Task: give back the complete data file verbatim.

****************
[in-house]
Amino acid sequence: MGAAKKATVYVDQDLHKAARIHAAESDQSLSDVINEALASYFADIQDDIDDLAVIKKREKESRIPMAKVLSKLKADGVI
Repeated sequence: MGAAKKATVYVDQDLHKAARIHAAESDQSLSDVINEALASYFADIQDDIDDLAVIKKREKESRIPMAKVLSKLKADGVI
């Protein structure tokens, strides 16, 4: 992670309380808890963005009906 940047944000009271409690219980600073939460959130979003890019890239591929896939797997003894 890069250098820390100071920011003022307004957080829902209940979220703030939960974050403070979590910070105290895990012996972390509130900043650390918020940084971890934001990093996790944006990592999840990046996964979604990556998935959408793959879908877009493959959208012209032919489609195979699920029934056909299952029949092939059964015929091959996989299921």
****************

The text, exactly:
[in-house]
Amino acid sequence: MGAAKKATVYVDQDLHKAARIHAAESDQSLSDVINEALASYFADIQDDIDDLAVIKKREKESRIPMAKVLSKLKADGVI
Repeated sequence: MGAAKKATVYVDQDLHKAARIHAAESDQSLSDVINEALASYFADIQDDIDDLAVIKKREKESRIPMAKVLSKLKADGVI
């Protein structure tokens, strides 16, 4: 992670309380808890963005009906 940047944000009271409690219980600073939460959130979003890019890239591929896939797997003894 890069250098820390100071920011003022307004957080829902209940979220703030939960974050403070979590910070105290895990012996972390509130900043650390918020940084971890934001990093996790944006990592999840990046996964979604990556998935959408793959879908877009493959959208012209032919489609195979699920029934056909299952029949092939059964015929091959996989299921």